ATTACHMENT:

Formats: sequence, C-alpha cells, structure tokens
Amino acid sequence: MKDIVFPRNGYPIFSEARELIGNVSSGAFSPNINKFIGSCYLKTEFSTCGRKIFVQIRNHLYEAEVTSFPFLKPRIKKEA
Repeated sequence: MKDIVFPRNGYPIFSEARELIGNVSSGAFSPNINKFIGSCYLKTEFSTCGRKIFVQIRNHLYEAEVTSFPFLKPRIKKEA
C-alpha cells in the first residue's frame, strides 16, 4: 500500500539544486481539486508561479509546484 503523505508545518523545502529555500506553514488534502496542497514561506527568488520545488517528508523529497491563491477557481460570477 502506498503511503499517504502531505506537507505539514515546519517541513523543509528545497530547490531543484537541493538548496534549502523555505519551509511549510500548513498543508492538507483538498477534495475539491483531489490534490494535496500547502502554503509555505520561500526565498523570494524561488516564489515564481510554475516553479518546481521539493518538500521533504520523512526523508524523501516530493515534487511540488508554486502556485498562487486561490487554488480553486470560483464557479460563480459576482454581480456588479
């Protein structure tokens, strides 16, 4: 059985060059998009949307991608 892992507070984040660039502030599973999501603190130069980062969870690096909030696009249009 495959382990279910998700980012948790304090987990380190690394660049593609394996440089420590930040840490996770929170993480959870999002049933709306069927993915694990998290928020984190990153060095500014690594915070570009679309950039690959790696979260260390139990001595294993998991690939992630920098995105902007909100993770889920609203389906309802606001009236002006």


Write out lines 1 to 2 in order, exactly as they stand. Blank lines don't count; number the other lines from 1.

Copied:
Formats: sequence, C-alpha cells, structure tokens
Amino acid sequence: MKDIVFPRNGYPIFSEARELIGNVSSGAFSPNINKFIGSCYLKTEFSTCGRKIFVQIRNHLYEAEVTSFPFLKPRIKKEA